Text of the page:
Blood parasites in owls with conservation implications for the Spotted Owl (Strix occidentalis).
ABSTRACT: The three subspecies of Spotted Owl (Northern, Strix occidentalis caurina; California, S. o. occidentalis; and Mexican, S. o. lucida) are all threatened by habitat loss and range expansion of the Barred Owl (S. varia). An unaddressed threat is whether Barred Owls could be a source of novel strains of disease such as avian malaria (Plasmodium spp.) or other blood parasites potentially harmful for Spotted Owls. Although Barred Owls commonly harbor Plasmodium infections, these parasites have not been documented in the Spotted Owl. We screened 111 Spotted Owls, 44 Barred Owls, and 387 owls of nine other species for haemosporidian parasites (Leucocytozoon, Plasmodium, and Haemoproteus spp.). California Spotted Owls had the greatest number of simultaneous multi-species infections (44%). Additionally, sequencing results revealed that the Northern and California Spotted Owl subspecies together had the highest number of Leucocytozoon parasite lineages (n = 17) and unique lineages (n = 12). This high level of sequence diversity is significant because only one Leucocytozoon species (L. danilewskyi) has been accepted as valid among all owls, suggesting that L. danilewskyi is a cryptic species. Furthermore, a Plasmodium parasite was documented in a Northern Spotted Owl for the first time. West Coast Barred Owls had a lower prevalence of infection (15%) when compared to sympatric Spotted Owls (S. o. caurina 52%, S. o. occidentalis 79%) and Barred Owls from the historic range (61%). Consequently, Barred Owls on the West Coast may have a competitive advantage over the potentially immune compromised Spotted Owls.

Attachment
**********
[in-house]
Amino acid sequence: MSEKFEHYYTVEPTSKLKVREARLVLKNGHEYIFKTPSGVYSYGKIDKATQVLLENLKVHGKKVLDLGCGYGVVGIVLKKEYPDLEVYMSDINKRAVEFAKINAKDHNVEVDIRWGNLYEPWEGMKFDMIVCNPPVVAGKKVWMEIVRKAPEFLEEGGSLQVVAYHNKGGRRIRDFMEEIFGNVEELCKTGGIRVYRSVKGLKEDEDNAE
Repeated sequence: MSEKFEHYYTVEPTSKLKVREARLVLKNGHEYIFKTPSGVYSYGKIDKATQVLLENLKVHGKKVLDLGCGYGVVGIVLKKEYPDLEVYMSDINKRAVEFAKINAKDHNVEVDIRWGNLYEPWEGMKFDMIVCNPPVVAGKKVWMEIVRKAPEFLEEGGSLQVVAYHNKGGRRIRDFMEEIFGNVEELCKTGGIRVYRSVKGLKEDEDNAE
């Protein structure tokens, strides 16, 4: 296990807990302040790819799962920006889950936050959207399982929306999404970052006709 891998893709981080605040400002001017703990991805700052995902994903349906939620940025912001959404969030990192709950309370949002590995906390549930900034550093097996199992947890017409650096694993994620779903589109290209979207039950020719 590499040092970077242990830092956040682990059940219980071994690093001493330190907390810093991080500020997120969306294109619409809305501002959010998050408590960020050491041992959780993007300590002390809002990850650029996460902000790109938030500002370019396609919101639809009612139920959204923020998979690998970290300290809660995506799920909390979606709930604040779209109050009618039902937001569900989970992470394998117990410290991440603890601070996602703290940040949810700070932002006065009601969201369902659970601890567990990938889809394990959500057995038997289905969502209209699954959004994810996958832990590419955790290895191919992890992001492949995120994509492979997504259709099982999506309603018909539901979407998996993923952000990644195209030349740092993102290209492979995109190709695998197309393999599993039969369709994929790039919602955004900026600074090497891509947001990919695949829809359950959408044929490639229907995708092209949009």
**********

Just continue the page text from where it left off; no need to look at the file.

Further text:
Project description:State and federal actions to conserve northern spotted owl (Strix occidentalis caurina) habitat are largely initiated by establishing habitat occupancy. Northern spotted owl occupancy is typically assessed by eliciting their response to simulated conspecific vocalizations. However, proximity of barred owls (Strix varia)-a significant threat to northern spotted owls-can suppress northern spotted owl responsiveness to vocalization surveys and hence their probability of detection. We developed a survey method to simultaneously detect both species that does not require vocalization. Detection dogs (Canis familiaris) located owl pellets accumulated under roost sites, within search areas selected using habitat association maps. We compared success of detection dog surveys to vocalization surveys slightly modified from the U.S. Fish and Wildlife Service's Draft 2010 Survey Protocol. Seventeen 2 km × 2 km polygons were each surveyed multiple times in an area where northern spotted owls were known to nest prior to 1997 and barred owl density was thought to be low. Mitochondrial DNA was used to confirm species from pellets detected by dogs. Spotted owl and barred owl detection probabilities were significantly higher for dog than vocalization surveys. For spotted owls, this difference increased with number of site visits. Cumulative detection probabilities of northern spotted owls were 29% after session 1, 62% after session 2, and 87% after session 3 for dog surveys, compared to 25% after session 1, increasing to 59% by session 6 for vocalization surveys. Mean detection probability for barred owls was 20.1% for dog surveys and 7.3% for vocal surveys. Results suggest that detection dog surveys can complement vocalization surveys by providing a reliable method for establishing occupancy of both northern spotted and barred owl without requiring owl vocalization. This helps meet objectives of Recovery Actions 24 and 25 of the Revised Recovery Plan for the Northern Spotted Owl.